#6 “Johnny’s a trouble-maker, don’t put our son by him.”

Poor Johnny!  He already has a bad first impression on the teacher and she hasn’t even met him yet.  I completely understand that there will be children who your kids don’t get along with, or whom you feel are not good influences, but the teacher cannot control who makes up his class list.  The best thing you can do in situations like this is parent your child at home on how to deal with someone who makes bad choices.  Or, if it’s a serious concern, privetly bring it to the attention of the teacher and/or counselor with specific examples.  This way it’s a valid concern the teacher will take seriously, and not merely gossip.

#7 “I read on Google that…”

I don’t know many people that would walk into their doctor’s office and say, “I found on Google that this pain means I have blah blah, so you need to give me blah blah.”  Sounds ridiculous, right?  Of course we Google and research things on our own, but we consult the professional, not tell them what to do.  Treat your teacher the same way.  “What do you know about Vision Therapy?” or “Do you have any resources for fluency?  I found some online, but wanted to know what you suggested too.”

#8 “That’s not how I learned it.”

School is changing.  A lot of research has been poured into how kids learn best.  Sure, it looks different than the way we may have learned it, but that doesn’t mean it’s wrong.  If you are confused, ask the teacher.  “Could you show me this new way to multiply?” Or “Why is my son reading a different chapter book than his neighbor?”  Both inquire your teacher to share what is going on in the classroom, and something she will gladly explain because you are showing interest in your child’s learning.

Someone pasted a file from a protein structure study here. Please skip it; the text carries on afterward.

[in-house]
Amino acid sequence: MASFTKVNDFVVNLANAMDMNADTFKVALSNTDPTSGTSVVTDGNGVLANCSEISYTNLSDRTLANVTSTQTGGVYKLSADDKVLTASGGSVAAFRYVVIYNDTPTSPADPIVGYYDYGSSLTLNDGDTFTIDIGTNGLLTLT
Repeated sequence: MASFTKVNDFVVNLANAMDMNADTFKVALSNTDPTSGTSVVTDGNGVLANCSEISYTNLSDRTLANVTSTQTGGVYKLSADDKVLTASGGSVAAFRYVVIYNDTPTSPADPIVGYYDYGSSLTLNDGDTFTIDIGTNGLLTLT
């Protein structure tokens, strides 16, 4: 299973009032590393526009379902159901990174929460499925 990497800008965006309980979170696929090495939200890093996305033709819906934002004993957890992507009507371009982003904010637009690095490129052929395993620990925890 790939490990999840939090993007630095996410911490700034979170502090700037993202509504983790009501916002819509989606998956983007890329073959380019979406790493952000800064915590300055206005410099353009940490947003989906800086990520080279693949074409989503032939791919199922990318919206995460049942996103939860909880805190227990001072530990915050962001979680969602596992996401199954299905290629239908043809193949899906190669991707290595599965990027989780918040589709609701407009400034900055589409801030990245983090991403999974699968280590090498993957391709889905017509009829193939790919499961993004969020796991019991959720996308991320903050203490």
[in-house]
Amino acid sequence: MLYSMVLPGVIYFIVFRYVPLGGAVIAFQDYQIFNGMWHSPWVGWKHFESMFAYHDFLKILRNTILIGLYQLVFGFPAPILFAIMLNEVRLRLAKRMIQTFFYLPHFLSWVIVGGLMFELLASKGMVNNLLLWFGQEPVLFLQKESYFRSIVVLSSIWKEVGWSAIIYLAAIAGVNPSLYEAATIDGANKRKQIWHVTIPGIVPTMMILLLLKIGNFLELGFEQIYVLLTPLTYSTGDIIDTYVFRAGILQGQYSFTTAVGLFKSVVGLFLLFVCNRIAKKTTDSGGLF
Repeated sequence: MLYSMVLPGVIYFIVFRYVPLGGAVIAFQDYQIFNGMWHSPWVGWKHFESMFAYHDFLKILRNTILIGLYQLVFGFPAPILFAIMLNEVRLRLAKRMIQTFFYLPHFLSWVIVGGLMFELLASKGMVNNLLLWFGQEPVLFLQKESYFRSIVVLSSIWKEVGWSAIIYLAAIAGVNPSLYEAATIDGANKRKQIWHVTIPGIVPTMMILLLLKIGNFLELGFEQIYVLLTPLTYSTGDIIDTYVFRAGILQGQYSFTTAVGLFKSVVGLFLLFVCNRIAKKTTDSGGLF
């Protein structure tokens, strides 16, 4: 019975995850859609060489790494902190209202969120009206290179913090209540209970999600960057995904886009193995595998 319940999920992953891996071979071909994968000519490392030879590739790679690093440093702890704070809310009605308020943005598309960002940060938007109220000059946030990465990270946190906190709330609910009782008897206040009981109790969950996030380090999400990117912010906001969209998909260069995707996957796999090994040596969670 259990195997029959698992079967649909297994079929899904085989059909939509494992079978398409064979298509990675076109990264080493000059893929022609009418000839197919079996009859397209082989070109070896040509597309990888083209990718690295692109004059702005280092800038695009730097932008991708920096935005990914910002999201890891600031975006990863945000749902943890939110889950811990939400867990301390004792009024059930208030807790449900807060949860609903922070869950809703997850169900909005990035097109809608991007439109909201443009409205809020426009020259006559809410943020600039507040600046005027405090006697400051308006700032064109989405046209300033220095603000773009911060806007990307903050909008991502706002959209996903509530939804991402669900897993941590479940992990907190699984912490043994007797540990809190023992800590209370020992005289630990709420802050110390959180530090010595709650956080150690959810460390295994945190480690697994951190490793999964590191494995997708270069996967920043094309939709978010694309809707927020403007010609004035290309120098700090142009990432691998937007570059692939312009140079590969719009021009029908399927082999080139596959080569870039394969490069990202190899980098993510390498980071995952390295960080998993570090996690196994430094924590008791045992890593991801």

#9 “I’ll just come by in the morning.”

Teachers have very little time.  Think of all that they have to prepare- whole class lessons, small group lessons, and individual interventions. Plus they have to answer emails, make phone calls, check assignments, attend meetings, and fill out all school necessary paperwork.  If you have something you want from the teacher, or something you need to discuss, set up an appointment.  Trust me, you will get more out of it than if you just stopped in.

#10 “Principal Smith said that I need to talk to you.”

Going over the teachers head and straight to her boss is very insulting, and most all principals will ask you, “What did your teacher say when you talked with her?”  If you have a concern over homework, an assignment or grade, or a conflict in the classroom, go directly to the source- the teacher.  You will save time and get more valuable information this way than jumping hoops.  There are situations, which hopefully you never find yourself in, where you may need to go straight to the principal.  But most likely, you will need to discuss with the teacher, so go to her first.

 

Again, we all have our moments where things don’t come out as concisely as we’d like.  So hopefully your teacher has a little grace and humor- especially if she’s 8 months pregnant and your husband says to her, “Wow- you look a lot bigger than last time I saw you!”  Yep, true story, and I just had to laugh (and then throw away the doughnut on my desk!)

 

*Teachers, what else would you add to the list?

*Parents, what are some things you’ve been meaning to ask, but just don’t know how?